HENDERSON — At least 21% of the people living in Vance, Granville and Warren counties have received the first of the two shots required for the most common vaccinations against COVID-19 to reach full effectiveness.
Through Wednesday, at least 23.4 of the residents of Warren County, 21.3% of residents of Vance County and 21.0% of residents of Granville County were at least partially vaccinated against the coronavirus, N.C. Department of Health statistics indicate.
Those numbers don’t include residents of long-term care facilities that have gotten their shots through a separate program administered directly by the federal government, the department said.
Percentage-wise, the Tri-County isn’t among the best or the worst when it comes to getting residents immunized. And its performance runs ahead of such urban communities as the Winston-Salem/Greensboro and Charlotte areas that have vaccinated large numbers of people but have many more they’re yet to reach.
Both the best and worst showings so far are in coastal communities. Dare County has 29.1% of its residents among at least the partially vaccinated, and Onslow County only 10.7%.
Franklin County’s immunization rate trails its neighbors, with first-shot coverage of only 16.3% of its population, again not counting those immunized through the federal effort targeting long-term care facilities.
There’s a bit more variance locally when it comes to full coverage. DHHS reckons 13.4% of Granville County’s residents, 12.7% of Vance County’s and 11.9% of Warren County’s are now “fully vaccinated” against COVID-19.
The Pfizer- and Moderna-developed vaccines require two shots, while another developed by Johnson & Johnson requires only one. The Pfizer and Modern versions are by far the most common in North Carolina, as to date the federal government has allotted to North Carolina and the state has received only 95,200 doses of the Johnson & Johnson vaccine.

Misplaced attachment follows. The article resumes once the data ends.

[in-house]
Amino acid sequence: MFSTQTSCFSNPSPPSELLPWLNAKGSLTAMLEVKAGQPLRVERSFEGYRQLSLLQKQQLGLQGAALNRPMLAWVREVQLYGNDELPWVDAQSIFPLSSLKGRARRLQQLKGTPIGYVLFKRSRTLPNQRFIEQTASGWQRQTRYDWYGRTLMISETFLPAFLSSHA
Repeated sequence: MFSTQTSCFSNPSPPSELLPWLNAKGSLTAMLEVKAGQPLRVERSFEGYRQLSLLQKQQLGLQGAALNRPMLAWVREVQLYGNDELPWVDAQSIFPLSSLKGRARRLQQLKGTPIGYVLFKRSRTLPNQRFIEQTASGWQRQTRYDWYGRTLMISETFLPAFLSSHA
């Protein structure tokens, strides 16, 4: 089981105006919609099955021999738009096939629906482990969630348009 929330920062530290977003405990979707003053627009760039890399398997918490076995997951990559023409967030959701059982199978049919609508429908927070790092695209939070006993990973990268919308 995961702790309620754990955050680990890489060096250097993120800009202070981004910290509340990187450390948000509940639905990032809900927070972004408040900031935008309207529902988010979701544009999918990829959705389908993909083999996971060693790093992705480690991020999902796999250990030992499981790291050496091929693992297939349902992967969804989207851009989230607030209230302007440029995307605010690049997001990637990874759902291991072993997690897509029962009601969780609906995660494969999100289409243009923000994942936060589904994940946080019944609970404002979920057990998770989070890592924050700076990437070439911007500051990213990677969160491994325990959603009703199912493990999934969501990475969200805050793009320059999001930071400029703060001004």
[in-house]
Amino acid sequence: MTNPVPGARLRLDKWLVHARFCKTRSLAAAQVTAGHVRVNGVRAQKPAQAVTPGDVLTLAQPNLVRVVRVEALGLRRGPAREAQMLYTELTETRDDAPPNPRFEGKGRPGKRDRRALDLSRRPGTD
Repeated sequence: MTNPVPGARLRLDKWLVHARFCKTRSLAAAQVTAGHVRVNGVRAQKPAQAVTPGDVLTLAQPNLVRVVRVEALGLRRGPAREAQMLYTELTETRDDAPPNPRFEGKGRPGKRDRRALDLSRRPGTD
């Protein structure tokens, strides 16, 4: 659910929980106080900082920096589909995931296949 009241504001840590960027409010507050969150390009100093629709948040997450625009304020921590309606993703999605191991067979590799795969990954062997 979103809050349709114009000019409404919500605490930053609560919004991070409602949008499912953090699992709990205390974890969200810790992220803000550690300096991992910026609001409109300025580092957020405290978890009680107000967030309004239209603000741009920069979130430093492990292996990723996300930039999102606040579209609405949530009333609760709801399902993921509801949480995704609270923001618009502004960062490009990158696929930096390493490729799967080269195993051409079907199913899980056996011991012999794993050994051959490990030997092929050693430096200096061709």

DHHS said medical providers, statewide, so far have administered almost 3.3 mission doses of any of the three vaccines.
The agency reported that at least 11.1% of Franklin County’s residents are now fully vaccinated.
Locally, the fully vaccinated numbers should increase substantially in the next week or so because the Granville Health System is planning a mass-vaccination clinic over the week for people needing their second shots of the Pfizer vaccine.
System officials said they figure to administer “more than 2,300” second-dose shots during the drive-in clinic, which will occur on Saturday in Oxford. They note that participation is by appointment only and that all the slots for the 12-hour event are already filled.
By the time the Saturday clinic is done, the system will have given more than 16,000 shots on its Granville campus, officials said, adding that they’ve hosted more than 30 immunization clinics since the vaccines began arriving in December.
“This canvas of work illustrates perfectly the importance and great need for rural hospitals and their role in promoting well-being, accelerating healing, and inspiring hope for the communities they serve,” Granville Health System CEO John Snow said.
To date, however, the virus has claimed the lives of 85 people from Vance County, 76 from Granville County, 18 from Warren County and 46 from Franklin County.
Infection rates have slowed in recent weeks. In the past two weeks, 188 new cases of COVID-19 surfaced in Granville County, 136 in Vance County and 59 in Warren County. There were also 288 new cases in Franklin County.
Since the pandemic’s start last spring, 5,451 residents of Granville County are known to have had COVID-19, along with 4,527 in Vance County, 1,666 in Warren County and 5,759 in Franklin County.
Contact Ray Gronberg at firstname.lastname@example.org or by phone at 252-436-2850.